*Leo Ramirez-Lopez & Antoine Stevens*

Visit the `resemble`

site here

Installing the package is very simple:

`install.packages('resemble')`

If you do not have the following packages installed, in some cases it is better to install them first

```
install.packages('Rcpp')
install.packages('RcppArmadillo')
install.packages('foreach')
install.packages('iterators')
```

**Note**: Apart from these packages we stronly recommend to download and install Rtools (directly from here or from CRAN https://cran.r-project.org/bin/windows/Rtools/). This is important for obtaining the proper C++ toolchain that you might need for using `resemble`

.

Then, install `resemble`

`install.packages('C:/MyFolder/resemble-1.2.2.zip', repos = NULL)`

The development version can be obtained at the package website

After installing `resemble`

you should be also able to run the following lines:

```
require(resemble)
help(mbl)
#install.packages('prospectr')
require(prospectr)
data(NIRsoil)
Xu <- NIRsoil$spc[!as.logical(NIRsoil$train),]
Yu <- NIRsoil$CEC[!as.logical(NIRsoil$train)]
Yr <- NIRsoil$CEC[as.logical(NIRsoil$train)]
Xr <- NIRsoil$spc[as.logical(NIRsoil$train),]
Xu <- Xu[!is.na(Yu),]
Xr <- Xr[!is.na(Yr),]
Yu <- Yu[!is.na(Yu)]
Yr <- Yr[!is.na(Yr)]
# Example of the mbl function
# A mbl approach (the spectrum-based learner) as implemented in Ramirez-Lopez et al. (2013)
# An exmaple where Yu is supposed to be unknown, but the Xu (spectral variables) are known
ctrl <- mblControl(sm = 'pc', pcSelection = list('opc', 40),
valMethod = 'NNv', center = TRUE)
sbl.u <- mbl(Yr = Yr, Xr = Xr, Yu = NULL, Xu = Xu,
mblCtrl = ctrl,
dissUsage = 'predictors',
k = seq(40, 150, by = 10),
method = 'gpr')
getPredictions(sbl.u)
```

`resemble`

implements a function dedicated to non-linear modelling of complex visible and infrared spectral data based on memory-based learning (MBL, *a.k.a* instance-based learning or local modelling in the chemometrics literature). The package also includes functions for: computing and evaluate spectral similarity/dissimilarity matrices; projecting the spectra onto low dimensional orthogonal variables; removing irrelevant spectra from a reference set; etc.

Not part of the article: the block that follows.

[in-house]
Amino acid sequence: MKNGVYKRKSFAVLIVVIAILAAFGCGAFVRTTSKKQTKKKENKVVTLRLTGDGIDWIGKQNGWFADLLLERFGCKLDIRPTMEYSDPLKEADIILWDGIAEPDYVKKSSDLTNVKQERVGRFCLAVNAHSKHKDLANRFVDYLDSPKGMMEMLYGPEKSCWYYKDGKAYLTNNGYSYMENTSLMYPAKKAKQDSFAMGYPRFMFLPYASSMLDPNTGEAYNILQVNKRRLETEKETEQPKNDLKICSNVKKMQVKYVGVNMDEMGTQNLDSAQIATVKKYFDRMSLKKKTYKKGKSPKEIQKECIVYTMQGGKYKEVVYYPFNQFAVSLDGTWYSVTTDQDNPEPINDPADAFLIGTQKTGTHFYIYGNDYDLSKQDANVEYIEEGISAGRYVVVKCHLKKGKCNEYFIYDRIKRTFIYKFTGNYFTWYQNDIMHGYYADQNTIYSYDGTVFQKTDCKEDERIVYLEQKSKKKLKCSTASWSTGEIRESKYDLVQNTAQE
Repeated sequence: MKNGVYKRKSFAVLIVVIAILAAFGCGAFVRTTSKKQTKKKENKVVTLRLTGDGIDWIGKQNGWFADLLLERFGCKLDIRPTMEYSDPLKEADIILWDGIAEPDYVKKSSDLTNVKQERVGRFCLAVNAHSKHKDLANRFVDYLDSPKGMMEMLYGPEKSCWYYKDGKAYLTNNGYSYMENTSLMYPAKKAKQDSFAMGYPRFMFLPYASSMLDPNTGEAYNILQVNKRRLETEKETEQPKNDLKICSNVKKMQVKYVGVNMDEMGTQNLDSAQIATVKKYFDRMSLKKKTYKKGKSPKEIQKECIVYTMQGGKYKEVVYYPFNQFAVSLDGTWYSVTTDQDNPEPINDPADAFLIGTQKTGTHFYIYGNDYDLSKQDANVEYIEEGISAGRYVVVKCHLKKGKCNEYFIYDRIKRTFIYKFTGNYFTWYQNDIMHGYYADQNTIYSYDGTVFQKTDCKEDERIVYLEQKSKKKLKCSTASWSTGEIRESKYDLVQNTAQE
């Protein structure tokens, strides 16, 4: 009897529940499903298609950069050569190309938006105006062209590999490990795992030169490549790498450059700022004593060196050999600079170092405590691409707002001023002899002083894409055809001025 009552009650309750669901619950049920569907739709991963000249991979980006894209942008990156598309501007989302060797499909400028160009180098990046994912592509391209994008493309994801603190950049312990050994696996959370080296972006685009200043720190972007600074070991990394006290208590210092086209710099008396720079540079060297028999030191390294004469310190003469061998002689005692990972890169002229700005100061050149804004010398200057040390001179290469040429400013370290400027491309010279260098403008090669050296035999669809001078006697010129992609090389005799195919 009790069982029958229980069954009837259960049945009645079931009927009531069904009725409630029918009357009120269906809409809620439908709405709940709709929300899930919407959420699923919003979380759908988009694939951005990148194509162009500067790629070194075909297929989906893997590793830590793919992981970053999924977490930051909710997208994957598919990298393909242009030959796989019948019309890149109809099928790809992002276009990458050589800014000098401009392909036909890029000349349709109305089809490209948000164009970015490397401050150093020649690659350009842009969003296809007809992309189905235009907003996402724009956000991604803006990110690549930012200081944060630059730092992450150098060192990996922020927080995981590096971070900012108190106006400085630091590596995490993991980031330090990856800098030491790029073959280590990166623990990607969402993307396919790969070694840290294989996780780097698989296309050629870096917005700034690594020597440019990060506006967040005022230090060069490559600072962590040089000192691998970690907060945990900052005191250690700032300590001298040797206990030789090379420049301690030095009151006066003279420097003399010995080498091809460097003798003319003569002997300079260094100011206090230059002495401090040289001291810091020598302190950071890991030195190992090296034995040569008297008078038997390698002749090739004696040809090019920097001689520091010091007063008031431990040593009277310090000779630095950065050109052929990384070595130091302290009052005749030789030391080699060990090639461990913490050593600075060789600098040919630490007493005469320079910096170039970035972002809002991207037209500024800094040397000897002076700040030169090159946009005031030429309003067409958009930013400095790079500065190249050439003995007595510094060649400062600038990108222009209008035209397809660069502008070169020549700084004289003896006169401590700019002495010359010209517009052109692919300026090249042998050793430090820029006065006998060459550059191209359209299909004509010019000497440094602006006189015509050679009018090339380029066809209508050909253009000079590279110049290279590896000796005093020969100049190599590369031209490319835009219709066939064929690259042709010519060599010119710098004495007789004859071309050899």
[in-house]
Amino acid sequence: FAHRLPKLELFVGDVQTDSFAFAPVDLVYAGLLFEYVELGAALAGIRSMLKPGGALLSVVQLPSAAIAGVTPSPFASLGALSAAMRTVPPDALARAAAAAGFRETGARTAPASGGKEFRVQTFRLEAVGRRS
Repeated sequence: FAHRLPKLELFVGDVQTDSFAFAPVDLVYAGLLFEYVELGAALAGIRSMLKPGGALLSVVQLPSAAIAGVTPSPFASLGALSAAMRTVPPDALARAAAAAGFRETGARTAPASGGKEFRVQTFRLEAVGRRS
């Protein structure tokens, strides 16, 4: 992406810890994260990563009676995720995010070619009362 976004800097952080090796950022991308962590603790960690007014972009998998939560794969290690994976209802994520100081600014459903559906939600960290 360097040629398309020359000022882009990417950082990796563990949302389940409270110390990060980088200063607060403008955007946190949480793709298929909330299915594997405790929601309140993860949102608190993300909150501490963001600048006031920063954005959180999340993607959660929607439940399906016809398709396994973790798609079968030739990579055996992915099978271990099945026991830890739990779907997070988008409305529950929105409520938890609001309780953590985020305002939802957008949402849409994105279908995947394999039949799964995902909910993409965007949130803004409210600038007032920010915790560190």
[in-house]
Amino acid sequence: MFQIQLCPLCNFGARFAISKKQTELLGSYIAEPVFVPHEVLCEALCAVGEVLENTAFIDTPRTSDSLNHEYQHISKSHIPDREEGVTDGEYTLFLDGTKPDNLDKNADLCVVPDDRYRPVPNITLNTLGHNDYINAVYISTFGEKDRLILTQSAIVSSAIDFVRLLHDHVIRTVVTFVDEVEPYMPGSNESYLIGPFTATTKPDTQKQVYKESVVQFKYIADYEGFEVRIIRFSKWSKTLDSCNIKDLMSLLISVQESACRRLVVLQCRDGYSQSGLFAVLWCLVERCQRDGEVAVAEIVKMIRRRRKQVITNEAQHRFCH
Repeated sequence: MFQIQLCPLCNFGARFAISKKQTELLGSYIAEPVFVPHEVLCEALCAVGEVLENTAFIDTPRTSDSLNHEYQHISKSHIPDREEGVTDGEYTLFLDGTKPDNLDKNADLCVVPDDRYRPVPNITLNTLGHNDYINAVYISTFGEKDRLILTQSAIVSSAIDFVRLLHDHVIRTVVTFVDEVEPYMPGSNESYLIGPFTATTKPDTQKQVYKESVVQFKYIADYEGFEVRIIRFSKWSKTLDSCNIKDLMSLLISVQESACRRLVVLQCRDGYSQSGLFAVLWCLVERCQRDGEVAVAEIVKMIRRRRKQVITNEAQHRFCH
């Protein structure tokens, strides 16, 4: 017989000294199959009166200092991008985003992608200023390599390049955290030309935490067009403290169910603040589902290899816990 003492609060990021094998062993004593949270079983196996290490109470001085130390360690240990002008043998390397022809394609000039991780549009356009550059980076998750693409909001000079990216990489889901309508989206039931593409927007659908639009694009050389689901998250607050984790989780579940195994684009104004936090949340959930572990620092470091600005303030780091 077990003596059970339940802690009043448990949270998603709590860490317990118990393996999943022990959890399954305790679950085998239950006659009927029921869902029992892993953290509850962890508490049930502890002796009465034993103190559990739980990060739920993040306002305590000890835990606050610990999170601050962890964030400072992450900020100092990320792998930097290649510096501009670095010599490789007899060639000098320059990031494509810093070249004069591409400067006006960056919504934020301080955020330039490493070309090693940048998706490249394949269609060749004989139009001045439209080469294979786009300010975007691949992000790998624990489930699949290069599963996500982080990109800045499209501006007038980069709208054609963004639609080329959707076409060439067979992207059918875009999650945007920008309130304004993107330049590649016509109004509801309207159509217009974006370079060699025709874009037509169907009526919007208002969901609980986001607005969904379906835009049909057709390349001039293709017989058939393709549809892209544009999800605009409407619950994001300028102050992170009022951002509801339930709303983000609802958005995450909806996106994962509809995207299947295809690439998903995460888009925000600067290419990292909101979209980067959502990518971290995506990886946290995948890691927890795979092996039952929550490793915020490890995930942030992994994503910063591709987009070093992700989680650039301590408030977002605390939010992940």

The functions for computing and evaluate spectral similarity/dissimilarity matrices can be summarized as follows:

** fDiss**: Euclidean and Mahalanobis distances as well as the cosine dissimilarity (

`corDiss`

`sid`

`orthoDiss`

`simEval`

The functions for projecting the spectra onto low dimensional orthogonal variables are:

** pcProjection**: projects the spectra onto a principal component space

`plsProjection`

`orthoProjection`

`pcProjection`

or the `plsProjection`

functionsThe projection functions also offer different options for optimizing/selecting the number of components involved in the projection.

The functions modelling the spectra using memory-based learning are:

** mblControl**: controls some modelling aspects of the

`mbl`

function`mbl`

Some additional miscellaneous functions are:

** print.mbl**: prints a summary of the results obtained by the

`mbl`

function`plot.mbl`

`mbl`

function`print.localOrthoDiss`

`orthoDiss`

functionIn order to expand a little bit more the explanation on the `mbl`

function, let's define first the basic input datasets:

**Reference (training) set**: Dataset with*n*reference samples (e.g. spectral library) to be used in the calibration of spectral models. Xr represents the matrix of samples (containing the spectral predictor variables) and Yr represents a given response variable corresponding to Xr.**Prediction set**: Data set with*m*samples where the response variable (Yu) is unknown. However it can be predicted by applying a spectral model (calibrated by using Xr and Yr) on the spectra of these samples (Xu).

In order to predict each value in Yu, the `mbl`

function takes each sample in Xu and searches in Xr for its *k*-nearest neighbours (most spectrally similar samples). Then a (local) model is calibrated with these (reference) neighbours and it immediately predicts the correspondent value in Yu from Xu. In the function, the *k*-nearest neighbour search is performed by computing spectral similarity/dissimilarity matrices between samples. The `mbl`

function offers the following regression options for calibrating the (local) models:

** 'gpr'**: Gaussian process with linear kernel

`'pls'`

`'wapls1'`

`'wapls2'`

*Infrared spectroscopy**Chemometrics**Local modelling**Spectral library**Lazy learning**Soil spectroscopy*

- Check our other project called
`prospectr`

. - Check this presentation in which we used the resemble package to predict soil attributes from large scale soil spectral libraries.

You can send an e-mail to the package maintainer (ramirez.lopez.leo@gmail.com) or create an issue on github.